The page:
In a time when it seems that every other movie makes some claim to being a film noir
, L.A. Confidential
is the real thing: a gritty, sordid tale of sex, scandal, betrayal and corruption of all sorts in 1940s Hollywood. The Oscar-winning screenplay is actually based on several titles in James Ellroy's series of chronological thriller novels (including the title volume, The Big Nowhere
, and White Jazz
)--a compelling blend of LA history and pulp fiction that has earned it comparisons to the greatest of all Technicolor noir
. Kim Basinger richly deserved her Supporting Actress Oscar for her portrayal of a conflicted femme fatale; unfortunately, her male co-stars are so uniformly fine that they may have cancelled each other out with the Academy voters: Russell Crowe, Guy Pearce, Kevin Spacey and James Cromwell play LAPD officers of varying stripes. Pearce's character is a particularly intriguing study in Hollywood amorality and ambition, a strait-laced "hero"; (and son of a departmental legend) whose career goals outweigh all other moral, ethical, and legal considerations. If he's a good guy, it's only because he sees it as the quickest route to a promotion. --Jim Emerson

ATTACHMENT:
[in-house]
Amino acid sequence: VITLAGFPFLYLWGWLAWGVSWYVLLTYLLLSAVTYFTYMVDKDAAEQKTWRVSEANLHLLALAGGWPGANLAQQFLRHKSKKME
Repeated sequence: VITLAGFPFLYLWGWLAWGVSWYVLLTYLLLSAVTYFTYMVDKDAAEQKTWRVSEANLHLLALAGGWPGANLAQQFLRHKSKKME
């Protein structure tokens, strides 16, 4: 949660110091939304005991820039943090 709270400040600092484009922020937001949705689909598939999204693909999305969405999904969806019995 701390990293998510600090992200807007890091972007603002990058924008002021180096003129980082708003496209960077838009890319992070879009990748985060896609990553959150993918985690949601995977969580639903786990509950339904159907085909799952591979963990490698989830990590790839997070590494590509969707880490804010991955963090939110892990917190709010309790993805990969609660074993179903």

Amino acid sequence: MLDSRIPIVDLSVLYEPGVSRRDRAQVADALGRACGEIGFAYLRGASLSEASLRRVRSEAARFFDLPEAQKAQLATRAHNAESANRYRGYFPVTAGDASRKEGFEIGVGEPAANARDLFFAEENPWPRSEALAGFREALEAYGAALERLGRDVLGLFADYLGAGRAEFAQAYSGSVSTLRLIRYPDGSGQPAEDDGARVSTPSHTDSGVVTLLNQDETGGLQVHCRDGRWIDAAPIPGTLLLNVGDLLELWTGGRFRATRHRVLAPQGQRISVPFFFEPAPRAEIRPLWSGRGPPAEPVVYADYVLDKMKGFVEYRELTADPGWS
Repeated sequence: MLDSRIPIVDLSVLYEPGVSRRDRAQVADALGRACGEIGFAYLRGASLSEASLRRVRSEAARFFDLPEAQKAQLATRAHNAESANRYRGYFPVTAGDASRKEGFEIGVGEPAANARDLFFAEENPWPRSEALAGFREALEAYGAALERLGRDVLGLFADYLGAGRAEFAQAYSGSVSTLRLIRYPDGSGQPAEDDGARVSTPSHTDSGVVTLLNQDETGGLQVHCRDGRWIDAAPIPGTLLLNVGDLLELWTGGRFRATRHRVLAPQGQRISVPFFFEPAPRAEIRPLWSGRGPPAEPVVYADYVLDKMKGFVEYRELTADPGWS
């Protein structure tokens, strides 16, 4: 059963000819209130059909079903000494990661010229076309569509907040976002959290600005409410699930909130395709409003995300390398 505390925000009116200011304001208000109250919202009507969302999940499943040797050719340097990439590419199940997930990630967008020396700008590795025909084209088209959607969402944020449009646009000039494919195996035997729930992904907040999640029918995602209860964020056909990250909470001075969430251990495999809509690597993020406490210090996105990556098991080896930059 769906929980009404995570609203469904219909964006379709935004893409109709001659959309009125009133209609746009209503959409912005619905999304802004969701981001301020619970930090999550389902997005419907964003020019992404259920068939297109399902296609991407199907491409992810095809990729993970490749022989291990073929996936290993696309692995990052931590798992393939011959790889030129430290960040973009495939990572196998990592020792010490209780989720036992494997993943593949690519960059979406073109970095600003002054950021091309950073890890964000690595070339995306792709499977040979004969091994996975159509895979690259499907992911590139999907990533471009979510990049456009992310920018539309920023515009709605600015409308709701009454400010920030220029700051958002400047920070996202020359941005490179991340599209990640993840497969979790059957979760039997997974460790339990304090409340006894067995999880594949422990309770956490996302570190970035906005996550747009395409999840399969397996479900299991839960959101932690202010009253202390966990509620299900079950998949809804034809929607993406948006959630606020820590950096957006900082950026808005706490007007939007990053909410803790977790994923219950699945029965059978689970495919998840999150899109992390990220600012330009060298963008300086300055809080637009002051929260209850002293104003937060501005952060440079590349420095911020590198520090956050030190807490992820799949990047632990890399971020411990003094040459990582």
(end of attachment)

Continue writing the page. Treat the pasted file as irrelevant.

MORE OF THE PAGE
In Fifties Los Angeles, Ed Exley (Guy Pearce), Bud White (Russell Crowe) and Jack Vincennes (Kevin Spacey) are three very different cops. Ed is ambitious and incorruptible, Bud takes pleasure in beating up wrong-doers, and Jack works as technical advisor to the television show 'Badge of Honour'. Ed earns the enmity of Bud and Jack when he testifies that they were involved in the beating of a group of Mexicans in police custody, but all three men become involved after a mass-murder takes place at the Nite Owl cafe. Initially, it seems that a group of black junkies are responsible, but further investigation leads to evidence of blackmail, prostitution and a police cover-up in high places. Kim Basinger won an Oscar for Best Supporting Actress.